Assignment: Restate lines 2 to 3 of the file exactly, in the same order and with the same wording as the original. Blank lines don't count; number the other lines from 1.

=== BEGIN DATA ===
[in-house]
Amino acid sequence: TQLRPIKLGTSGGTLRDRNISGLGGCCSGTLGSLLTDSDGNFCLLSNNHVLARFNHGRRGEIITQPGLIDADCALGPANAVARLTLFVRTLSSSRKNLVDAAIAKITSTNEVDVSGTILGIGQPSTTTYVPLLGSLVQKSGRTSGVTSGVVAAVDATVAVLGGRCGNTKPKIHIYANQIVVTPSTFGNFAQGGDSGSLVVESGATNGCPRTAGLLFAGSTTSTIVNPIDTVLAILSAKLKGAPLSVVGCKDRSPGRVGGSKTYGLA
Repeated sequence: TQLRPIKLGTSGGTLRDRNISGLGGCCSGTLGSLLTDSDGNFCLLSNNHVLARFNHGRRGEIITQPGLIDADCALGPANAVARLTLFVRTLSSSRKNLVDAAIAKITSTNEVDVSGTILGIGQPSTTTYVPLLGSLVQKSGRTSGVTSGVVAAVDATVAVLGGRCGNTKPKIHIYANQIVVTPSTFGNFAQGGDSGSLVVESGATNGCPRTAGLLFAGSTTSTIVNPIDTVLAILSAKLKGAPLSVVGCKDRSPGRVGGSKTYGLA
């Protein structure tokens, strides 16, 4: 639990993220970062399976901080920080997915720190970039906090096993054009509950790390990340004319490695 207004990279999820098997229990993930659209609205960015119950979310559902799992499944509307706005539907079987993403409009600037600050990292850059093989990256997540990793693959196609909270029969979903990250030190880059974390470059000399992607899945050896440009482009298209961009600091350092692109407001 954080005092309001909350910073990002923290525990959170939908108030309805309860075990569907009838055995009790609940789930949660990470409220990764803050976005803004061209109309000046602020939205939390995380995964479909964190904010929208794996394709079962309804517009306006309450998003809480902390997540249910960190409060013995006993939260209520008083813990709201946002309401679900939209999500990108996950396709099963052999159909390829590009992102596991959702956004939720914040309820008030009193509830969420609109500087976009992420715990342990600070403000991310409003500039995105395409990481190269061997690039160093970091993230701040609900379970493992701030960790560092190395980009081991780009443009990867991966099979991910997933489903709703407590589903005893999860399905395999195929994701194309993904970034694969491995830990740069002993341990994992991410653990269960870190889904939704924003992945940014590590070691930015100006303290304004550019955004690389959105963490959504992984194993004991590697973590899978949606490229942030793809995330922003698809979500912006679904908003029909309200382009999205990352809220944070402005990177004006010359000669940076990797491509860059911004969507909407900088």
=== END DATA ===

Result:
Amino acid sequence: TQLRPIKLGTSGGTLRDRNISGLGGCCSGTLGSLLTDSDGNFCLLSNNHVLARFNHGRRGEIITQPGLIDADCALGPANAVARLTLFVRTLSSSRKNLVDAAIAKITSTNEVDVSGTILGIGQPSTTTYVPLLGSLVQKSGRTSGVTSGVVAAVDATVAVLGGRCGNTKPKIHIYANQIVVTPSTFGNFAQGGDSGSLVVESGATNGCPRTAGLLFAGSTTSTIVNPIDTVLAILSAKLKGAPLSVVGCKDRSPGRVGGSKTYGLA
Repeated sequence: TQLRPIKLGTSGGTLRDRNISGLGGCCSGTLGSLLTDSDGNFCLLSNNHVLARFNHGRRGEIITQPGLIDADCALGPANAVARLTLFVRTLSSSRKNLVDAAIAKITSTNEVDVSGTILGIGQPSTTTYVPLLGSLVQKSGRTSGVTSGVVAAVDATVAVLGGRCGNTKPKIHIYANQIVVTPSTFGNFAQGGDSGSLVVESGATNGCPRTAGLLFAGSTTSTIVNPIDTVLAILSAKLKGAPLSVVGCKDRSPGRVGGSKTYGLA